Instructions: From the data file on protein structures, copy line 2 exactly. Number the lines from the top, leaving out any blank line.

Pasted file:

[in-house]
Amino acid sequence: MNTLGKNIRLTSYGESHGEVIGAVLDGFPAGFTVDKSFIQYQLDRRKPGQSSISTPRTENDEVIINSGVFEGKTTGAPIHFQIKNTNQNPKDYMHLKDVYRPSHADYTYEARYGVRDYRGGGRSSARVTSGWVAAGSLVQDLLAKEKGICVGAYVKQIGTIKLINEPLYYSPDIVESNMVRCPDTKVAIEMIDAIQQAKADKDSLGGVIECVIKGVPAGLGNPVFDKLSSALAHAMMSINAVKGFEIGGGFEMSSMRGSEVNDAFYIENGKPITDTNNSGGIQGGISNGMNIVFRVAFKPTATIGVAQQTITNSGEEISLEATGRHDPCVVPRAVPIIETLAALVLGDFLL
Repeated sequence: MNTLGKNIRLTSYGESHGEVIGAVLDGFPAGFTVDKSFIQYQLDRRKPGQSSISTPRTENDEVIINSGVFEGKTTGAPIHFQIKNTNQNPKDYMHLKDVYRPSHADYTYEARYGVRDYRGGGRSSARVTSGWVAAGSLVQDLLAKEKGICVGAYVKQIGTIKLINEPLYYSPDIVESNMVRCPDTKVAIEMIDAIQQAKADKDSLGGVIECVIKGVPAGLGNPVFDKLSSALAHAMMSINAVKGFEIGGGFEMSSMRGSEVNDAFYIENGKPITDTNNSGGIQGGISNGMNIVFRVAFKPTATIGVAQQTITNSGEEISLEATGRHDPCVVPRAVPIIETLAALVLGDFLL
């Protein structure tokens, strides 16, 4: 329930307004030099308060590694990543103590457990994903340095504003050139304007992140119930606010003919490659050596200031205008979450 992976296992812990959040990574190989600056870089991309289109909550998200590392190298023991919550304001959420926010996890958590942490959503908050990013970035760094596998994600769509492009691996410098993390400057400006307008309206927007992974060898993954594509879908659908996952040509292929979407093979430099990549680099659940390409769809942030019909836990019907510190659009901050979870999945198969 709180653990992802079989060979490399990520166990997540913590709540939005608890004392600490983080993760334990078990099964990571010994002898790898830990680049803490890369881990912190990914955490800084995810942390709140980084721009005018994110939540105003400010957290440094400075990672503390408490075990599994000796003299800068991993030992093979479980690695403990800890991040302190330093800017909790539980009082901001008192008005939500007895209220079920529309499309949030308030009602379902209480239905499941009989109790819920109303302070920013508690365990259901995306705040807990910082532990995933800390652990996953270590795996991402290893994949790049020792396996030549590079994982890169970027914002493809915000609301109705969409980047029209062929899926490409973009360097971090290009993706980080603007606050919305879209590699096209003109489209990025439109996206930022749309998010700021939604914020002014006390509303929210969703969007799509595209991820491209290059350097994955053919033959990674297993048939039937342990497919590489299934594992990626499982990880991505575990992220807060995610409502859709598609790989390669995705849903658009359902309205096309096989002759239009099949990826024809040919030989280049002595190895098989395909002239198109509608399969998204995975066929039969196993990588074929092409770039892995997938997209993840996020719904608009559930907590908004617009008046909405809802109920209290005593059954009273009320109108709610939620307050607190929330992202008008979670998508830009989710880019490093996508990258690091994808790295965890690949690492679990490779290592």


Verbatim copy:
Amino acid sequence: MNTLGKNIRLTSYGESHGEVIGAVLDGFPAGFTVDKSFIQYQLDRRKPGQSSISTPRTENDEVIINSGVFEGKTTGAPIHFQIKNTNQNPKDYMHLKDVYRPSHADYTYEARYGVRDYRGGGRSSARVTSGWVAAGSLVQDLLAKEKGICVGAYVKQIGTIKLINEPLYYSPDIVESNMVRCPDTKVAIEMIDAIQQAKADKDSLGGVIECVIKGVPAGLGNPVFDKLSSALAHAMMSINAVKGFEIGGGFEMSSMRGSEVNDAFYIENGKPITDTNNSGGIQGGISNGMNIVFRVAFKPTATIGVAQQTITNSGEEISLEATGRHDPCVVPRAVPIIETLAALVLGDFLL